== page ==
Certainly, it’s been a tough week for the markets. Still, we can’t stress enough how important it is to stay steady, know your risk profile, ensure you’re investment allocations match that profile and think longer-term. Historically, this approach has proven itself out time and time again.
Looking forward, here are 4 indicators to watch this year…
Due for an Earnings Rebound? – Component stocks of the S&P 500, when aggregated, produced disappointing earnings in 2015. Our early read is that earnings actually contracted slightly on the year, by -0.3%. As we’ve said many times, a closer look at the earnings numbers reveals that ‘Corporate America’ is actually doing well. It’s not an earnings recession – it’s an Energy sector recession. The steep declines due to caving crude oil prices have crushed many resource-intensive companies and the impact has been notable enough that it’s weighing down aggregate S&P 500 earnings. Strip away the Energy sector, and earnings growth would have been reasonably positive on the year – a fact that is underappreciated in the market. Nevertheless, for 2016 we see an earnings rebound with the potential for positive year-over-year growth. Consensus sees +7.8% earnings growth with 4.5% revenue growth, though we actually expect numbers to come in slightly lower than that. Stocks should follow.
Europe’s Economic Expansion – 2015 was a positive year for Europe, something that’s been evading them for quite awhile now. But growth was slow and inflation is still stubbornly hovering close to zero with double-digit unemployment in most countries. There’s still a ways to go. But, I think 2016 could be a year where Europe starts to break through some of their economic headwinds shedding away issues like the Greece sovereign debt crisis, shaky euro memberships and the Syrian refugee crisis. These factors, coupled with a devastating terrorist attack in Paris, made the road tough for Europe in 2015 even as the European Central Bank stepped up stimulus measures. Signs of improvement are already starting to show, however: manufacturing numbers late in 2015 and new orders saw the highest monthly gains in over a year and a half, and most of the developed leaders posted growth. I expect it to get incrementally better next year – Europe is moving forward, not backwards.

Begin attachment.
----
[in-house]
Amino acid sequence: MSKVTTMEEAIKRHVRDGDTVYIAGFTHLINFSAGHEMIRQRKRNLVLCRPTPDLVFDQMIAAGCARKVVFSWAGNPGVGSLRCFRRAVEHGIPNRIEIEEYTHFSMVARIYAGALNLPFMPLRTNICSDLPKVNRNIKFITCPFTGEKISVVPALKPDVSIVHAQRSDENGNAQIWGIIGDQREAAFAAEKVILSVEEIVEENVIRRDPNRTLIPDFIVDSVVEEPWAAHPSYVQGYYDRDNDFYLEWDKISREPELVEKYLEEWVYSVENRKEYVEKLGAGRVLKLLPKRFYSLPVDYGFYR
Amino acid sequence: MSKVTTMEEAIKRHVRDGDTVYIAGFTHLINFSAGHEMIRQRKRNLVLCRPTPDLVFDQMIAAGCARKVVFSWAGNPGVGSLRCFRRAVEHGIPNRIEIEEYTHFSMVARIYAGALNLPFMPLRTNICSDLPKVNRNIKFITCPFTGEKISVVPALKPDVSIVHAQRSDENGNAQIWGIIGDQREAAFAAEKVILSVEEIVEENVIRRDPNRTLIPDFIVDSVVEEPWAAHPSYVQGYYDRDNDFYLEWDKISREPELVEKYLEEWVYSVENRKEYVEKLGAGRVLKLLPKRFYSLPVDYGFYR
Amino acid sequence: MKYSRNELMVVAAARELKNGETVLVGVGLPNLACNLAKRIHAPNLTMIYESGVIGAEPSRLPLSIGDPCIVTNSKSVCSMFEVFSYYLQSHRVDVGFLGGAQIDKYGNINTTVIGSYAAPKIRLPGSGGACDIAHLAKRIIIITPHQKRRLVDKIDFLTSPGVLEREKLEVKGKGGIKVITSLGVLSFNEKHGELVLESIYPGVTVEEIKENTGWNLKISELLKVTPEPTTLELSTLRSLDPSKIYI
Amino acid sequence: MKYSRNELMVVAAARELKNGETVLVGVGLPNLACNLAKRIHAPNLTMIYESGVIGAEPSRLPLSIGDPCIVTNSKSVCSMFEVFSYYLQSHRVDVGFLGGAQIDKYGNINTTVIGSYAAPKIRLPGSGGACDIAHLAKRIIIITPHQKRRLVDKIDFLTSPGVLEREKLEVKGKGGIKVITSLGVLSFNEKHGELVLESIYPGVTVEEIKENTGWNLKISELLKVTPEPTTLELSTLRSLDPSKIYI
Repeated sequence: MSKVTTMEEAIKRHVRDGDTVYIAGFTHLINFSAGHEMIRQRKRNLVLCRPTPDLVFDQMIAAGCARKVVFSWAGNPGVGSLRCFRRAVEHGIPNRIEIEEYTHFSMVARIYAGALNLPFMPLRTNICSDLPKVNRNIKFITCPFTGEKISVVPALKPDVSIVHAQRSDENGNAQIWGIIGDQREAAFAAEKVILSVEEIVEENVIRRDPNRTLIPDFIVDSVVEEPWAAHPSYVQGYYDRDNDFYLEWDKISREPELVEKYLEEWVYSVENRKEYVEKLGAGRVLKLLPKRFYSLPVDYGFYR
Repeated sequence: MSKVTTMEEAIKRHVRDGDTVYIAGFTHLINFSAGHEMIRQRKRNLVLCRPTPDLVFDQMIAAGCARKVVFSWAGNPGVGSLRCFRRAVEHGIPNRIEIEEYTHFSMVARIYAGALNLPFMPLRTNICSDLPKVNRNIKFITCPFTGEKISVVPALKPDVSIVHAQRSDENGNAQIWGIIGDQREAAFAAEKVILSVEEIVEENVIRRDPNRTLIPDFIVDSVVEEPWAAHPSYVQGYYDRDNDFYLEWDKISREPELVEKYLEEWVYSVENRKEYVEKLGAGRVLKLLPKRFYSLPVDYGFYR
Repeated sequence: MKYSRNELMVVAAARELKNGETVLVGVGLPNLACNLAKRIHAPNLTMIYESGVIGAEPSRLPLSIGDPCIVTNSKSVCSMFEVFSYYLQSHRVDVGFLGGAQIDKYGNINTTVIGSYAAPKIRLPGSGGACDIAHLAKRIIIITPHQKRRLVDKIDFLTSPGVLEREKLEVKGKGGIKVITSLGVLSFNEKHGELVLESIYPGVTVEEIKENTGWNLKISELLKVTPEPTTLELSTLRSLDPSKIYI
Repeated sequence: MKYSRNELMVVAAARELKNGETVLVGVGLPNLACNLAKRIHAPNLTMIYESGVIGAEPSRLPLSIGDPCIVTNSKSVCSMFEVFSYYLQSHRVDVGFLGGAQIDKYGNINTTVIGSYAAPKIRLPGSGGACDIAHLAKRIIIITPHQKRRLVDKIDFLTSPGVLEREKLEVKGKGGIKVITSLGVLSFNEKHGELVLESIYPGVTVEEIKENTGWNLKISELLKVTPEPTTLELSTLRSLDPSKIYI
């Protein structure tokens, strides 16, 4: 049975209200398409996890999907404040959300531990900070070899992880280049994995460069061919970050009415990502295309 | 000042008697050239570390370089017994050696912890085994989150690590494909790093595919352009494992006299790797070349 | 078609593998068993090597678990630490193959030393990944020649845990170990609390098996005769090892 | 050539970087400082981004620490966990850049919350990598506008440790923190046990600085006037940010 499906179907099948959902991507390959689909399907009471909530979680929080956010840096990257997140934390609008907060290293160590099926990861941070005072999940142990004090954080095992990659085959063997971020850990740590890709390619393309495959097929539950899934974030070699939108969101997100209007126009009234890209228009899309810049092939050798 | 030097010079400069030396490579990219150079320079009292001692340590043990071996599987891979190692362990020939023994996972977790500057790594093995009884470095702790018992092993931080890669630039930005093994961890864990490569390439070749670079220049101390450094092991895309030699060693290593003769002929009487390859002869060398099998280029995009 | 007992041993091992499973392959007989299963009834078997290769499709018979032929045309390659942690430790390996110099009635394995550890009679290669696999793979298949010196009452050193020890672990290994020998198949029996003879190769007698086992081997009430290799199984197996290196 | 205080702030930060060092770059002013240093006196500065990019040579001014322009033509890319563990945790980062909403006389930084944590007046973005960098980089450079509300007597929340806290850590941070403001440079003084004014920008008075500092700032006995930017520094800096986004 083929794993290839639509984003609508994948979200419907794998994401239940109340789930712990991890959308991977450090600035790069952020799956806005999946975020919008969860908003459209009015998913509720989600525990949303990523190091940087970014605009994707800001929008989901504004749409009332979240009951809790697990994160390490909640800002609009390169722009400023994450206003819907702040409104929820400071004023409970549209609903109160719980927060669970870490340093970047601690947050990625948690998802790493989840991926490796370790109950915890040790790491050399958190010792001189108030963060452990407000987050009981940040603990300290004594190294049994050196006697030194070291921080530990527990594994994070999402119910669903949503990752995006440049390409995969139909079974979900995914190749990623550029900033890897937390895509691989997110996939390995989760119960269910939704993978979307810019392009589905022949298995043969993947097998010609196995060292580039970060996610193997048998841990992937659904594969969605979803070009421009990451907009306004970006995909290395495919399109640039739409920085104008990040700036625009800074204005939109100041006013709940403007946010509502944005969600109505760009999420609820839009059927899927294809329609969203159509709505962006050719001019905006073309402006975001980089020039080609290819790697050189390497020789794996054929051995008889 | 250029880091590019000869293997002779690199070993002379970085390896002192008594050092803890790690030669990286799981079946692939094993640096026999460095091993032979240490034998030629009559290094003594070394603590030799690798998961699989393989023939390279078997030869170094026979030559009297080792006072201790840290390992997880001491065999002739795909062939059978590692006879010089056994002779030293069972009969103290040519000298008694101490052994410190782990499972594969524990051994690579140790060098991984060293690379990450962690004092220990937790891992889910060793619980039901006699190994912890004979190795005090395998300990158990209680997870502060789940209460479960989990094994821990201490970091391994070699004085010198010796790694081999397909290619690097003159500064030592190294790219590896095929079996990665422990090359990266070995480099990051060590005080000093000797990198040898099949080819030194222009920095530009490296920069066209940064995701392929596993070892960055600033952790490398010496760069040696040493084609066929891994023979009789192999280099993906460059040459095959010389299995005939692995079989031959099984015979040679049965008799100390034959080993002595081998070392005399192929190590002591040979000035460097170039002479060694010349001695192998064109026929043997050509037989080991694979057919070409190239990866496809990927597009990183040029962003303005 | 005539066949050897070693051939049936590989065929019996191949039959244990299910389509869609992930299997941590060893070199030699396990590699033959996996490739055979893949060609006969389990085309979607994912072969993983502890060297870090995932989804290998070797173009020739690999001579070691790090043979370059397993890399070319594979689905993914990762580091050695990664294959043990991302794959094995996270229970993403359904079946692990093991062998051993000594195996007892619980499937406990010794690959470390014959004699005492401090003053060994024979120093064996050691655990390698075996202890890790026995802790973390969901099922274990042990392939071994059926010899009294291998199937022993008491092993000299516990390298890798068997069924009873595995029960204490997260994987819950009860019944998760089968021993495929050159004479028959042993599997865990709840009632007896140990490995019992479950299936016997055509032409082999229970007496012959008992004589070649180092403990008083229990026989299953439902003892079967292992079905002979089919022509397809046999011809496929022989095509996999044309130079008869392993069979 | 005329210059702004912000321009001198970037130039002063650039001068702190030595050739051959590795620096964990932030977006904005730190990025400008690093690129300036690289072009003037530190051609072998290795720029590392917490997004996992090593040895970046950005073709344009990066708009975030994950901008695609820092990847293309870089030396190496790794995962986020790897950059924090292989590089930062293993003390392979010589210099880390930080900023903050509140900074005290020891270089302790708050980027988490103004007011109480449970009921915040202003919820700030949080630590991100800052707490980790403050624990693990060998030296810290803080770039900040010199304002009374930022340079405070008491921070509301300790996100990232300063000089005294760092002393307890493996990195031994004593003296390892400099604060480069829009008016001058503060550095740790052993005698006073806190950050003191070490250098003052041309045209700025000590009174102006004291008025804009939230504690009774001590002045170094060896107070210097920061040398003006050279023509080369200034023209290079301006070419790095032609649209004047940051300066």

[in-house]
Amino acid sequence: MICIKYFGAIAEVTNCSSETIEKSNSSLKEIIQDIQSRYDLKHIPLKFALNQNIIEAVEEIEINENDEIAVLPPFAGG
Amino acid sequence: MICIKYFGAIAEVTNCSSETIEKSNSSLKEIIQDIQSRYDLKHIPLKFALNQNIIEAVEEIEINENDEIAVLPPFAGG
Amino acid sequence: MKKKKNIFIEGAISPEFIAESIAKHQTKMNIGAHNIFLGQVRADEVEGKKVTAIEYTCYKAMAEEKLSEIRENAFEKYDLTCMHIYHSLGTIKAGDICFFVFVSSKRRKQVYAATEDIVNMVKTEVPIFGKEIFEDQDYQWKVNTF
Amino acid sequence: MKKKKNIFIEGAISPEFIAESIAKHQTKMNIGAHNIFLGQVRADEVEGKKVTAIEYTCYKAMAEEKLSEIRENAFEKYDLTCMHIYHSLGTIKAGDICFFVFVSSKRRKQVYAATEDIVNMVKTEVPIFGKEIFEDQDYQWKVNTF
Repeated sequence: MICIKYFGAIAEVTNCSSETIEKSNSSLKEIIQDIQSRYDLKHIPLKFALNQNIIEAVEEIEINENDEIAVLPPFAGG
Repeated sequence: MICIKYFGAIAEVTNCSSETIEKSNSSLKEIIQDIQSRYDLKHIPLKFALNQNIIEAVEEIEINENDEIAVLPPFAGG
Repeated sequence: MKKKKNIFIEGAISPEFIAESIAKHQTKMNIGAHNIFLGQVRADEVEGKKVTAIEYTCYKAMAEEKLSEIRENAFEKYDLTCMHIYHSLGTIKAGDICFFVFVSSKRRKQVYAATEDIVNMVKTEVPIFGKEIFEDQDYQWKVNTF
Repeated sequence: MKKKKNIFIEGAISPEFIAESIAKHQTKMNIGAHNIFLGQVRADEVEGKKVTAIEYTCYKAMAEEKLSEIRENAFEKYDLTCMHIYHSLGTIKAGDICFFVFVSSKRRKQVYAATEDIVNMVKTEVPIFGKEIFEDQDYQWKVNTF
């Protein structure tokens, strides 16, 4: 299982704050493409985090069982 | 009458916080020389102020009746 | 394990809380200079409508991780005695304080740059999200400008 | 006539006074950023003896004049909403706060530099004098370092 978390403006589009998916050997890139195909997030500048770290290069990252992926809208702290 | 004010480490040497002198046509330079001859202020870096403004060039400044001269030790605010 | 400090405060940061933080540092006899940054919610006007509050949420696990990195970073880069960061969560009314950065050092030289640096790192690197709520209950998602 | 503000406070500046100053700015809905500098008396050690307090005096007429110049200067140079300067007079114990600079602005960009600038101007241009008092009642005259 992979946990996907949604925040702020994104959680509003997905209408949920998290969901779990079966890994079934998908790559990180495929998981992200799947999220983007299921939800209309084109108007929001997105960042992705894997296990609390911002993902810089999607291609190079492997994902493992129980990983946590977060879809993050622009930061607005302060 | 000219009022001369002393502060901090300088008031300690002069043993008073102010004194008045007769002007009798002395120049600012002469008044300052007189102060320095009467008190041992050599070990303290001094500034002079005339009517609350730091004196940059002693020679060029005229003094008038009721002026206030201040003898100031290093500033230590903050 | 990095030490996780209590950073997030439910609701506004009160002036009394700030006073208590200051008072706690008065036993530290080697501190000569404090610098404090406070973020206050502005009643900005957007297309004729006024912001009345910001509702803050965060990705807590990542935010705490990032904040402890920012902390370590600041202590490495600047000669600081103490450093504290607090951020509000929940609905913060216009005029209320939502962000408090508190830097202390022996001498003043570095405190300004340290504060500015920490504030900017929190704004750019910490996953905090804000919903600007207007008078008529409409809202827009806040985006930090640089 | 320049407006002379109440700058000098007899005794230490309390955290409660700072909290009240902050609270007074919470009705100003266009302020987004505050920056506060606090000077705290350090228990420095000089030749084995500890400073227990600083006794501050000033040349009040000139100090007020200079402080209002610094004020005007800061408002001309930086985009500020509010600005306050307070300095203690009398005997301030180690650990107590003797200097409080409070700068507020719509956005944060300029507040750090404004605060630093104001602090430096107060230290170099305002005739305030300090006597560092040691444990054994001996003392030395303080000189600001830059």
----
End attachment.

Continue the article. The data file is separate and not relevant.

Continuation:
China’s Growth Plateau – let me first say this: I think a day of reckoning is coming for China with the eventual dismantling of the state’s grip on big industry and an eventual collapse of their relentless capital controls and restrictions on foreign investment and free speech. At the end of the day, China’s economy has essentially doubled in size over the last ten years and simple economies of scale tells us that super high growth rates simply aren’t sustainable. Additionally, we actually see China’s slowdown as a good thing – China is deliberately taking steps to restructure their economy – to rely more on consumer spending and services versus investment and infrastructure spending. This is a wise move longer-term, but in the near term some of the once-darling industries suffer: the manufacturing sector has experienced falling profits and over 40 months of deflation, while industrial production grew at a slower pace than expected.
The Wall of Worry! – the most recent high yield selloff (which we believe is overblown) added some fuel to the negative sentiment trend that’s been building of late. With weak returns in 2015, the Fed raising interest rates, a junk bond selloff and China worries in the front of many investor’s minds, there is a healthy dose of pessimism building about future equity returns. Which makes us more bullish. In our view, the U.S. should grow on par with the growth we saw in 2015, Europe should recover at a better pace, and earnings should experience a rebound. If those positive forces go mostly unnoticed because investor pessimism sufficiently clouds them, that should bode well for stocks.